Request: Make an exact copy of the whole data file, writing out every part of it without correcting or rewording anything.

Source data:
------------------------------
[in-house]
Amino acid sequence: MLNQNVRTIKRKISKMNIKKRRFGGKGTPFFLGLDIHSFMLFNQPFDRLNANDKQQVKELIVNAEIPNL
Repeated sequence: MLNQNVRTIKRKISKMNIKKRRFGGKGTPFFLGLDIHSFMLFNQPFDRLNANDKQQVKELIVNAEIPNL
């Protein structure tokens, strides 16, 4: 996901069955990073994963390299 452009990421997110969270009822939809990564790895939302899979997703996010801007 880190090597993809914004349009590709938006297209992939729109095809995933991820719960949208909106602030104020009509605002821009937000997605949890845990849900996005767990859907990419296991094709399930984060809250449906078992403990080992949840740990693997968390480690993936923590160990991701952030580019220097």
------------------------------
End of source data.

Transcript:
[in-house]
Amino acid sequence: MLNQNVRTIKRKISKMNIKKRRFGGKGTPFFLGLDIHSFMLFNQPFDRLNANDKQQVKELIVNAEIPNL
Repeated sequence: MLNQNVRTIKRKISKMNIKKRRFGGKGTPFFLGLDIHSFMLFNQPFDRLNANDKQQVKELIVNAEIPNL
């Protein structure tokens, strides 16, 4: 996901069955990073994963390299 452009990421997110969270009822939809990564790895939302899979997703996010801007 880190090597993809914004349009590709938006297209992939729109095809995933991820719960949208909106602030104020009509605002821009937000997605949890845990849900996005767990859907990419296991094709399930984060809250449906078992403990080992949840740990693997968390480690993936923590160990991701952030580019220097």